Available here. Here’s an excerpt:
It turns out that it is a very difficult business to identify the few cases when low prices and aggressive competition might perversely end up harming consumers in the long run rather than simply making them better off. And the cost of erroneous antitrust enforcement, such as mistakenly condemning Intel’s discounting practices on the view that they “might” harm competition in the future, can have important negative consequences throughout the economy as other firms learn that aggressive competition might get them a phone call from the Justice Department or the FTC–or a dawn raid from the European Commission.
In announcing a new direction for the administration’s antitrust agenda, Varney was refreshingly explicit in her rationale and made clear that in the new DOJ the existence of possible harm alone would be enough–and that she and her staff will recognize anti-competitive conduct when they see it, without inadvertently deterring beneficial conduct. One hundred years of legal and economic thinking in antitrust suggests that this task will be much more difficult than Varney and the new Antitrust Division are expecting. Unfortunately, the political harm from deterring what might have been valuable business behavior is negligible, as un-attempted innovation and unrealized efficiencies rarely show up on the political balance sheet.
The irony of the new approach is that it puts the new administration on a collision course with the law. The previous DOJ, whatever its shortcomings, reflected an honest effort to adopt an enforcement strategy that was likely to find success given the existing monopolization law developed independently by the courts. The new strategy, so far as one can tell, seeks to pressure the courts to change the law in order to meet the desires of the new administration. In the end, either the Antitrust Division will fail, or the courts will bend in a way that unsettles the law. But either way, this week’s events in Europe and the U.S. portend a tough road ahead for the world’s most successful companies.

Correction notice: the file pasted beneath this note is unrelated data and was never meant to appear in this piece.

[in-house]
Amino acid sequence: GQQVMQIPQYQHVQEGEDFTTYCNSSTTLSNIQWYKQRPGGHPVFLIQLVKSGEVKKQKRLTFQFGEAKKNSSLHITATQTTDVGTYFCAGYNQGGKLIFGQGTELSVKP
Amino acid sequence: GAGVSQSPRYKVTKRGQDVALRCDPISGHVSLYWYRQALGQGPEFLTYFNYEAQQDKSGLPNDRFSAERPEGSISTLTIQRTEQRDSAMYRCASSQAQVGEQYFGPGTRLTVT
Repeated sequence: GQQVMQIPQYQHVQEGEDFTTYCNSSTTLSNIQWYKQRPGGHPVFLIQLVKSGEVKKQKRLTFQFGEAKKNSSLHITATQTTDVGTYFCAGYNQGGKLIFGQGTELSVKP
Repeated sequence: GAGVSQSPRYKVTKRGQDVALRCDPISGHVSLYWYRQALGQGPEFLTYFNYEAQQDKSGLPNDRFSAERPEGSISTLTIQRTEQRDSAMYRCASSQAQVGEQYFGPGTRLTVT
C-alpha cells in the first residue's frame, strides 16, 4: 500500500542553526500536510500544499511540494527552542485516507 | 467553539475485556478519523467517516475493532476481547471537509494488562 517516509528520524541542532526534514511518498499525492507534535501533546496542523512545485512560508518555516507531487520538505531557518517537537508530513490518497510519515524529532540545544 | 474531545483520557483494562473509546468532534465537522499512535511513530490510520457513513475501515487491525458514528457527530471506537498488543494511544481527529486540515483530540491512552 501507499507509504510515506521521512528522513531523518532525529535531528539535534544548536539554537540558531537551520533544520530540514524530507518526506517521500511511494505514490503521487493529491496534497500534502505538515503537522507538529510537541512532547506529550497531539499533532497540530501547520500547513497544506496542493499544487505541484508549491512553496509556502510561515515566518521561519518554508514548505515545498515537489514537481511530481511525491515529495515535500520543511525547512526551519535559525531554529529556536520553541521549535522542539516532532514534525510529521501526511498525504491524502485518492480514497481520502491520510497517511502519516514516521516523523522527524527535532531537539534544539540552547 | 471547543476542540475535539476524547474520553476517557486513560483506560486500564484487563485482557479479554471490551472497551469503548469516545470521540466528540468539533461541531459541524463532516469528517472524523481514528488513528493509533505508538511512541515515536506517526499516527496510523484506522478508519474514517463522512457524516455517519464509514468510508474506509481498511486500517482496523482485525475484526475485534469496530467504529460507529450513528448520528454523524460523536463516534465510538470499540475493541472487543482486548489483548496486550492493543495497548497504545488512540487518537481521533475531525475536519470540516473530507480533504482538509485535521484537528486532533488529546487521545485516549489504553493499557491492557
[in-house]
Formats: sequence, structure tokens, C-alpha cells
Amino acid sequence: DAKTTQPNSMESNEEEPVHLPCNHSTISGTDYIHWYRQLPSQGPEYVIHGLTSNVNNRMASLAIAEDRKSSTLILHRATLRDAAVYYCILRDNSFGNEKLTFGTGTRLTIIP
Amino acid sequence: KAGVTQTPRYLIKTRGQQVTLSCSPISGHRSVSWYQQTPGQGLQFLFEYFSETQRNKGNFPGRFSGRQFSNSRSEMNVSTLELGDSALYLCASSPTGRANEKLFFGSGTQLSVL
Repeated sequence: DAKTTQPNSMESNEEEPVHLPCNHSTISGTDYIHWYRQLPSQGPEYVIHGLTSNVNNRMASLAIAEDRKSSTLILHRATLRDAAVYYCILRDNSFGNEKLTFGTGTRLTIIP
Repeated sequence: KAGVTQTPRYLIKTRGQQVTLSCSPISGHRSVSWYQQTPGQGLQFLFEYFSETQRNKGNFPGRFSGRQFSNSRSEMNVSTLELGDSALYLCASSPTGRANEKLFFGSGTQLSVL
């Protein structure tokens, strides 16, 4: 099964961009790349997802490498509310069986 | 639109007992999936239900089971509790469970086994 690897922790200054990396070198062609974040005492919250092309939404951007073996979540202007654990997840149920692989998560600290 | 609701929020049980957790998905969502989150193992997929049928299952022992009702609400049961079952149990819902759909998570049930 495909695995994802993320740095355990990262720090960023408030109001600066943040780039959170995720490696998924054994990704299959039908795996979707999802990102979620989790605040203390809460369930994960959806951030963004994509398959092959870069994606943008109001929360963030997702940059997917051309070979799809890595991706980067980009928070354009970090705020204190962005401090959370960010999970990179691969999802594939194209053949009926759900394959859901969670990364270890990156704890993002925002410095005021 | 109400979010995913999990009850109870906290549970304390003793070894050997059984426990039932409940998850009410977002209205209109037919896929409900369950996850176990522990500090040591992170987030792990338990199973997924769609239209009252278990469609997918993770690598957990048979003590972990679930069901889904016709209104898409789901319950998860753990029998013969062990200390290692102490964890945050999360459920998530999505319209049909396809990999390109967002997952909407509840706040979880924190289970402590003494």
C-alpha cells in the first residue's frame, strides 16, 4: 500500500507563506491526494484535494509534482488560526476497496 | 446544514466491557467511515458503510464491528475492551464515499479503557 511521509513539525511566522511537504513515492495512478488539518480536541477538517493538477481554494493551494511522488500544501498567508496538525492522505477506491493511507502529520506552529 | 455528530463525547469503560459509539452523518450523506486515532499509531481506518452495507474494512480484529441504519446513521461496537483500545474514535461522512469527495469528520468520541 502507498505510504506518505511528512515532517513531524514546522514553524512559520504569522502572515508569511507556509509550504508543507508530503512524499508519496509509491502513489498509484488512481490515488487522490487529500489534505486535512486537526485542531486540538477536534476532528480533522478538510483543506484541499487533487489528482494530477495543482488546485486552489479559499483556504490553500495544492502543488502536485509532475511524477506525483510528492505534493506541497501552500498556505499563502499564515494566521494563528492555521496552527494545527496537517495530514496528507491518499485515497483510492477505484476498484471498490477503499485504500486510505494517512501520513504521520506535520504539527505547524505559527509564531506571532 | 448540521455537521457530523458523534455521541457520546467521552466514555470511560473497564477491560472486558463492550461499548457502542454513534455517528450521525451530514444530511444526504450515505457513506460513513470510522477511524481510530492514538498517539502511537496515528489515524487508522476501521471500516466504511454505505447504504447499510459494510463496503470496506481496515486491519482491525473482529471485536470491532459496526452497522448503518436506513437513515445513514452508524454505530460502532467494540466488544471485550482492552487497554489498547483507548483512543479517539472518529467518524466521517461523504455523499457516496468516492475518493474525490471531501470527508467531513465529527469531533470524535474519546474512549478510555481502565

Keith N. Hylton is the Honorable Paul J. Liacos Professor of Law, Boston University. Geoffrey A. Manne is executive director of the International Center for Law and Economics and Lecturer in Law at Lewis and Clark Law School. Joshua D. Wright is co-director of the Antitrust Research Center at the International Center for Law and Economics and assistant professor of law at George Mason University School of Law.